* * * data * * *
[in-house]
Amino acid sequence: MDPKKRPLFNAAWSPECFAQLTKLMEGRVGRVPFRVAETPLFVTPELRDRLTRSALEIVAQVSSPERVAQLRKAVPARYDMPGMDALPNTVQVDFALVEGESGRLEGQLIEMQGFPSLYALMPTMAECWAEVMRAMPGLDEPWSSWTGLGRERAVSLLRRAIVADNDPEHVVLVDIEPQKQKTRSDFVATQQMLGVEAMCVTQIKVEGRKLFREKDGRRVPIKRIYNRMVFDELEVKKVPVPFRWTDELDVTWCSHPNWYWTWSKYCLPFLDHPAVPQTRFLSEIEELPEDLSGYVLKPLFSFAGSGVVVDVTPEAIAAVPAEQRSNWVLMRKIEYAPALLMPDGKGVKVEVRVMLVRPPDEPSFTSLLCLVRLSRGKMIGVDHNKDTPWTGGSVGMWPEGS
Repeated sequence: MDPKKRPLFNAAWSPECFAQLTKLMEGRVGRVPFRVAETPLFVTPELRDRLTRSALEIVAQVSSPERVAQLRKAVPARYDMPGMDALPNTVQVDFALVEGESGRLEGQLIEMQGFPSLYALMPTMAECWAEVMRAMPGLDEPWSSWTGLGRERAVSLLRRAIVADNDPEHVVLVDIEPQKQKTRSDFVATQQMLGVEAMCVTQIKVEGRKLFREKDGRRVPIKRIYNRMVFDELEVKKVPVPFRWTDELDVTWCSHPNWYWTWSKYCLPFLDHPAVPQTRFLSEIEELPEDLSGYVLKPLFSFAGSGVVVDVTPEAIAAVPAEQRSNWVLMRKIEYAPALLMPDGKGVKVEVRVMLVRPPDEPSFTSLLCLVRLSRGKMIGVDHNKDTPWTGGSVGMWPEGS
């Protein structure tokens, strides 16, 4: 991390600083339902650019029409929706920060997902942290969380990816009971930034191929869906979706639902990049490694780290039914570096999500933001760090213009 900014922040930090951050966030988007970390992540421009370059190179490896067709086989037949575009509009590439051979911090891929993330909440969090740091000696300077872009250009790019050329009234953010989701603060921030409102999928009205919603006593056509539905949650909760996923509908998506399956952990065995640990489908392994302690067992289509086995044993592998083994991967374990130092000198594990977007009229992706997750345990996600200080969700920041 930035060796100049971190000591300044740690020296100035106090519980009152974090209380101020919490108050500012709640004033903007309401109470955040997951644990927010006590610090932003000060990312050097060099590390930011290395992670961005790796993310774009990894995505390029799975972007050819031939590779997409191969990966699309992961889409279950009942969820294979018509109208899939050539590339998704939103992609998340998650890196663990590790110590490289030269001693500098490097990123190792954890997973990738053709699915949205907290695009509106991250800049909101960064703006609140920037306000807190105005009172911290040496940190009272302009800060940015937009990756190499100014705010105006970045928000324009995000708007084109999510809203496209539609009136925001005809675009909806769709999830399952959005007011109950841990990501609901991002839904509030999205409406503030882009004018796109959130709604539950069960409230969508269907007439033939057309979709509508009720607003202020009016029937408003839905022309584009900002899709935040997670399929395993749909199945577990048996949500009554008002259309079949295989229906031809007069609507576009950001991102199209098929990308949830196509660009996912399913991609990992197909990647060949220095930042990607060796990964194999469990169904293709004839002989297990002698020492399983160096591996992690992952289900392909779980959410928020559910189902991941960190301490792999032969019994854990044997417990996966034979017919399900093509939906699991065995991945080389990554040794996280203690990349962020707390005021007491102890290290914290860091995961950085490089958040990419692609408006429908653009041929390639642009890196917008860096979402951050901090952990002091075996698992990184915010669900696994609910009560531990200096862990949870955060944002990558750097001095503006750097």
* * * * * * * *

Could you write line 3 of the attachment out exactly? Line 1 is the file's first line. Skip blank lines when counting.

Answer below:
Repeated sequence: MDPKKRPLFNAAWSPECFAQLTKLMEGRVGRVPFRVAETPLFVTPELRDRLTRSALEIVAQVSSPERVAQLRKAVPARYDMPGMDALPNTVQVDFALVEGESGRLEGQLIEMQGFPSLYALMPTMAECWAEVMRAMPGLDEPWSSWTGLGRERAVSLLRRAIVADNDPEHVVLVDIEPQKQKTRSDFVATQQMLGVEAMCVTQIKVEGRKLFREKDGRRVPIKRIYNRMVFDELEVKKVPVPFRWTDELDVTWCSHPNWYWTWSKYCLPFLDHPAVPQTRFLSEIEELPEDLSGYVLKPLFSFAGSGVVVDVTPEAIAAVPAEQRSNWVLMRKIEYAPALLMPDGKGVKVEVRVMLVRPPDEPSFTSLLCLVRLSRGKMIGVDHNKDTPWTGGSVGMWPEGS